As Larry Hughes rolls to the front of the fifth-grade classroom in his wheelchair, the chatter among the three dozen pupils ceases.
His introduction seals their attention.
"My name is Larry Hughes, and I'm disabled. I can't walk," he begins. "But my mind works. My forte is computers. I'm a world-class racer. I play basketball, I play tennis, I swim, I fish. I do everythingI want to do."
With that, the Howard County school system's Disability Awareness Project is in session.
Hughes launches into the role of math teacher, engaging the class at Pointers Run Elementary School with a lesson on binary digits. Hands shoot up around the room inresponse to his challenging questions.
After he warms up the class, Hughes segues into his personal story. He concentrates on his wheelchair racing exploits, highlighting an eight-day, 367-mile wheelchair marathon he undertook in Alaska in 1984 and 1985. Next, he invites questions. The students don't disappoint. Raised hands are everywhere.
"How did you end up in that chair?" one boy asks.
"I got shotin Vietnam," Hughes answers.
"Where did you get shot?" the boy follows up.
"My chest, back, arms," Hughes replies.
"How do you go to bed at night?" another pupil inquires.
"It's like clockwork for me," Hughes says. "I just twist myself out of the chair and crawl into bed."
Hughes answers them all. "Sometimes, the questions are really something," he says. "I've been asked how I go to the bathroom. I've been asked if I can have sex, and how much sex I get during the week."
Hughes has been answering questions for the past six years as a speaker for the Disability Awareness Project.
"After Larry first came and talked to us, we decided we weren't going to let him go," recalls Anne Wade, DAP's coordinator. "He gets a crowd with him as fast as anyone I've ever seen. He sends the kids away with something to think about."
The program began as a two-week stint with a handful of speakers at Harper's Choice Middle School in Columbia 12 years ago. It has evolved into a full-time, countywide program that employs 50 speakers, each of whom has a disability caused by birth trauma, genetic disorders, disease or accidents.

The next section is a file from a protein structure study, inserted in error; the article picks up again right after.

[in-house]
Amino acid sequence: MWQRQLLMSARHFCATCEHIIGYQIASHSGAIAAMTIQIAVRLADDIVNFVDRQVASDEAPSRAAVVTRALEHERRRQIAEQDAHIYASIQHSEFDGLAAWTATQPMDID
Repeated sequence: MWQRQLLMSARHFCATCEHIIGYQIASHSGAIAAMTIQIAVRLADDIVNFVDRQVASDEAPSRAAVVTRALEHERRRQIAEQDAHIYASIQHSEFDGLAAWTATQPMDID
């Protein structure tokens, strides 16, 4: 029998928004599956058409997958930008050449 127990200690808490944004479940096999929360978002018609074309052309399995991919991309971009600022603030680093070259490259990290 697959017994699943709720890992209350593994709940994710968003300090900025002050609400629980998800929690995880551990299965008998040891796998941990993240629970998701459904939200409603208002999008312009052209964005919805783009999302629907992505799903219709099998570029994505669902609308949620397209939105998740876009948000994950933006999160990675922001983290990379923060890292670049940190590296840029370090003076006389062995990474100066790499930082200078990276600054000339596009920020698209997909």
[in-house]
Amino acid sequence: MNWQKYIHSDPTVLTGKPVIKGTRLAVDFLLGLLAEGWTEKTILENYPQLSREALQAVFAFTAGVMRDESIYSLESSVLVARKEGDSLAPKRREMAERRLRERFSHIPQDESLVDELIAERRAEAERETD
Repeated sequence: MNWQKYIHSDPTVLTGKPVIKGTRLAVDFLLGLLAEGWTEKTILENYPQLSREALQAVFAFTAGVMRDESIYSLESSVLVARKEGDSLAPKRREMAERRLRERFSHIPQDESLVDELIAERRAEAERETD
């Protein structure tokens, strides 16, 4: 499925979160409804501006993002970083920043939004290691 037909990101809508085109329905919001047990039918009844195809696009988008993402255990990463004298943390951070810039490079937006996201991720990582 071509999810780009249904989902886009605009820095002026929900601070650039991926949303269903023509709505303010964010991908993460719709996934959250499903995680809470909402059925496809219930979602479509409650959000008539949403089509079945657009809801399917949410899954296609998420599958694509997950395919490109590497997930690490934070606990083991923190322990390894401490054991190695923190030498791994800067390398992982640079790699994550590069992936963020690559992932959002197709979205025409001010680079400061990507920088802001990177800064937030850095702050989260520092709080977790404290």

Once a week, the Disability Awareness Project visits one of the county's elementary, middle or high schools. Students, parents and teachers meet the speakers andlisten to their stories. They also learn about the issues facing thedisabled, such as the need for curb ramps and the need to be accepted into society's mainstream.
The program's goals are to foster sensitivity toward the disabled and to stress their abilities and accomplishments. It teaches children and adults to recognize the disabled as normal people while remaining aware of the physical limits imposed on them.
"When I grew up, there were never any programs like this.When you saw someone in a wheelchair, you always felt sorry for thatperson," says Carol Baker, a parent of three elementary-school children, one of whom is mentally retarded.
"But you see what disability awareness is because of programs like this," she says. "People likemy son feel much more welcome among their peers."
One way the speakers make their points is engaging their hosts in a wheelchair basketball game. At Pointers Run, the day begins with Hughes and Gordon Moye -- a professional wheelchair basketball player -- playing hoops with teachers, parents and students.
As Hughes and Moye maneuver their chairs deftly up and down the court, changing directions easily while sinking baskets from a variety of angles and distances, most of the able-bodied players struggle badly trying to control the chairs. Shooting the ball at a basket 10 feet high from a seated position proves too demanding for most of them.
"I never had the opportunity tosit in one of these chairs. It's great for the children to see how much these men can do," parent Sharon Prada says. "They project so much positive energy toward the children."
"I kind of got used to it," says Dean Stelfox, a fifth-grader who made two shots after nearly tipping over in his chair. "Playing basketball in a wheelchair is kindof fun, but if you have to stay in it your whole life, it wouldn't be much fun."
That is Moye's sobering message to the children as they begin walking out of the gym.
"Getting around in a wheelchair might be fun, but we don't wish it on anyone," says Moye, who was paralyzed from the waist down in an automobile accident five years ago. "This is our mode of transportation. We don't get up and walk away."